Sebelius again in hot seat
WASHINGTON — After a family friend repeated his call for her resignation during a Senate hearing on Wednesday, Health and Human Services Secretary Kathleen Sebelius warned of “very low” numbers when enrollment figures for the health care website are released next week.
“Until the site is fully improved and we really kind of open up the doors wide to a lot of people, we're going to have, I think, a struggle getting significant numbers to sign up,” she testified at a hearing of the Senate Finance Committee.
The news was hardly a shock, considering the vast problems with the HealthCare.gov website. But weak signup figures could make it harder to achieve the Obama administration's goal of enrolling 7 million people by March 31.
A low number of enrollees will provide fresh ammunition for congressional Republicans determined to have the Affordable Care Act repealed or its main provisions rolled back. On Tuesday, Medicare Administrator Marilyn Tavenner told another Senate committee that the department expected 800,000 to get coverage by the end of November on the state-run marketplaces and HealthCare.gov, the portal for the federal marketplace that serves 36 states.
Republican and Democratic senators complained about the rosy picture that Sebelius, her staff and private contractors painted in earlier testimony.
Committee Chairman Max Baucus, D-Mont., called the updates “totally unsatisfactory” and warned Sebelius, “You've got to tell us what's working and what's not. ... The more you don't tell us, the greater the problems.”
Ranking minority member Orrin Hatch, R-Utah, was blunt: “No more caveats. No more excuses. No more spin. Just give us the truth.”
But it was Republican Sen. Pat Roberts of Kansas who provoked the biggest stir.
Roberts, who voted to confirm Sebelius in 2009, was an aide to her father-in-law, a former GOP congressman. They have been friends for years. But Roberts was the first member of Congress to call for her job because of the HealthCare.gov glitches.
In a five-minute statement during the hearing, Roberts accused Sebelius of failing to delay the flawed website's debut for political reasons.
“I believe you were given advice, counsel and warning from experts inside your agency and out, that the health care exchanges were not going to be ready,” he said. “I believe, to protect the (Obama) administration, you chose to ignore these warnings. ... You have said America should hold you accountable. ... I repeat my request for you to resign,” Roberts said.
Sebelius looked directly at him as he read his critique but remained impassive.
When the health secretary refused to comment on Obama's claims that the law would allow people to keep their insurance, Sen. John Cornyn, R-Texas, angrily said: “It's impossible to do something in this administration that gets you fired.”
“It's unacceptable,” Sebelius said of the problems. But she said delaying implementation is not the answer.
“For millions of Americans, ‘delay' is not an option,” she said. “People's lives depend on this. Too many hardworking people have been waiting too long.”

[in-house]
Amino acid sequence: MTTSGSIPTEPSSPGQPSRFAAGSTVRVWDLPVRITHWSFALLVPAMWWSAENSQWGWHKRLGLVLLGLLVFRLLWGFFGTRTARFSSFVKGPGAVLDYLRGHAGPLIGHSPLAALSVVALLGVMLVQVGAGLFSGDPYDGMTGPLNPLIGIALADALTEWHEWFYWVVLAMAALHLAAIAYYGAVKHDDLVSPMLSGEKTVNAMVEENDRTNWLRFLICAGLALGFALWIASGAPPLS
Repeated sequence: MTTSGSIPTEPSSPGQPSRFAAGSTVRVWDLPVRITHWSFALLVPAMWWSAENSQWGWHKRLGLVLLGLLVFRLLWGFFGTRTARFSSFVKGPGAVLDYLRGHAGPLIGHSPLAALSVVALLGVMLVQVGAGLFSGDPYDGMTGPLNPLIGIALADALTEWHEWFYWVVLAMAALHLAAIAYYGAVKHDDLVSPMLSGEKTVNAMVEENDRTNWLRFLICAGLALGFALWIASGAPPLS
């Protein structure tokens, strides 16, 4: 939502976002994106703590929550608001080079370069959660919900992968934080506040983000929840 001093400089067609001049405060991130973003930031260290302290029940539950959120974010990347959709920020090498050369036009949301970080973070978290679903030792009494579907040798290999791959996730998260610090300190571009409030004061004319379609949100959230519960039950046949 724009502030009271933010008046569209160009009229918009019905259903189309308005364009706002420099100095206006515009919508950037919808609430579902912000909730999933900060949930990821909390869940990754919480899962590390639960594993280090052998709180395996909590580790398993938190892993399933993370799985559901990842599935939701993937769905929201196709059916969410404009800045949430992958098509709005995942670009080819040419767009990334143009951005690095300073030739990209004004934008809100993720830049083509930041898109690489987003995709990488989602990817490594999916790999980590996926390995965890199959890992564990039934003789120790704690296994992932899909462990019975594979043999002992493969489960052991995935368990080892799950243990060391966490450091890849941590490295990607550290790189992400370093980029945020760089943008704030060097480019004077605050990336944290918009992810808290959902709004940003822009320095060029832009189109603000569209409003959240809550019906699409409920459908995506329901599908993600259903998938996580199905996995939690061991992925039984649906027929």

Show commenting policy
TribLive commenting policy
You are solely responsible for your comments and by using TribLive.com you agree to our Terms of Service.
We moderate comments. Our goal is to provide substantive commentary for a general readership. By screening submissions, we provide a space where readers can share intelligent and informed commentary that enhances the quality of our news and information.
While most comments will be posted if they are on-topic and not abusive, moderating decisions are subjective. We will make them as carefully and consistently as we can. Because of the volume of reader comments, we cannot review individual moderation decisions with readers.
We value thoughtful comments representing a range of views that make their point quickly and politely. We make an effort to protect discussions from repeated comments either by the same reader or different readers.
We follow the same standards for taste as the daily newspaper. A few things we won't tolerate: personal attacks, obscenity, vulgarity, profanity (including expletives and letters followed by dashes), commercial promotion, impersonations, incoherence, proselytizing and SHOUTING. Don't include URLs to Web sites.
We do not edit comments. They are either approved or deleted. We reserve the right to edit a comment that is quoted or excerpted in an article. In this case, we may fix spelling and punctuation.
We welcome strong opinions and criticism of our work, but we don't want comments to become bogged down with discussions of our policies and we will moderate accordingly.
We appreciate it when readers and people quoted in articles or blog posts point out errors of fact or emphasis and will investigate all assertions. But these suggestions should be sent via e-mail. To avoid distracting other readers, we won't publish comments that suggest a correction. Instead, corrections will be made in a blog post or in an article.
- Georgia prosecutor Yates tapped for No. 2 post in Justice Department
- Police: NYC cop killer invited people to watch shooting
- Florida officer slain; 1 charged
- New York farmers lament lost opportunity for natural gas riches with fracking ban
- Coal mines near record low in worker deaths
- Veteran NBC newsman Brokaw says his cancer is in remission
- IBM’s Watson supercomputing system to be applied to PTSD
- New York City subways slowly upgrading from 1930s-era technology
- Tent city sprouts in shadow of downtown Detroit
- WikiLeaks releases purported CIA documents on operatives’ travel
- Obama fires back on foreign policy on Cuba, Russia